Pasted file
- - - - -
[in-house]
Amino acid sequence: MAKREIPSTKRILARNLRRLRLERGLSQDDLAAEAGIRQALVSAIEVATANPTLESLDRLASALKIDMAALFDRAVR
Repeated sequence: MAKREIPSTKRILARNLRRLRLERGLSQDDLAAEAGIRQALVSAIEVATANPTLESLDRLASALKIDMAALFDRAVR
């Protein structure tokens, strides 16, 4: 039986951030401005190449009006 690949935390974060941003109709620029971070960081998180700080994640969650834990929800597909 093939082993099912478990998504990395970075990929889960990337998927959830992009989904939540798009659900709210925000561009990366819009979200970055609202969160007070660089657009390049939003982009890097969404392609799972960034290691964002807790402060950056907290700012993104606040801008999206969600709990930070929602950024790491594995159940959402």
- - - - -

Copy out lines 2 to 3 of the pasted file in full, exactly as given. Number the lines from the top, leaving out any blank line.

Amino acid sequence: MAKREIPSTKRILARNLRRLRLERGLSQDDLAAEAGIRQALVSAIEVATANPTLESLDRLASALKIDMAALFDRAVR
Repeated sequence: MAKREIPSTKRILARNLRRLRLERGLSQDDLAAEAGIRQALVSAIEVATANPTLESLDRLASALKIDMAALFDRAVR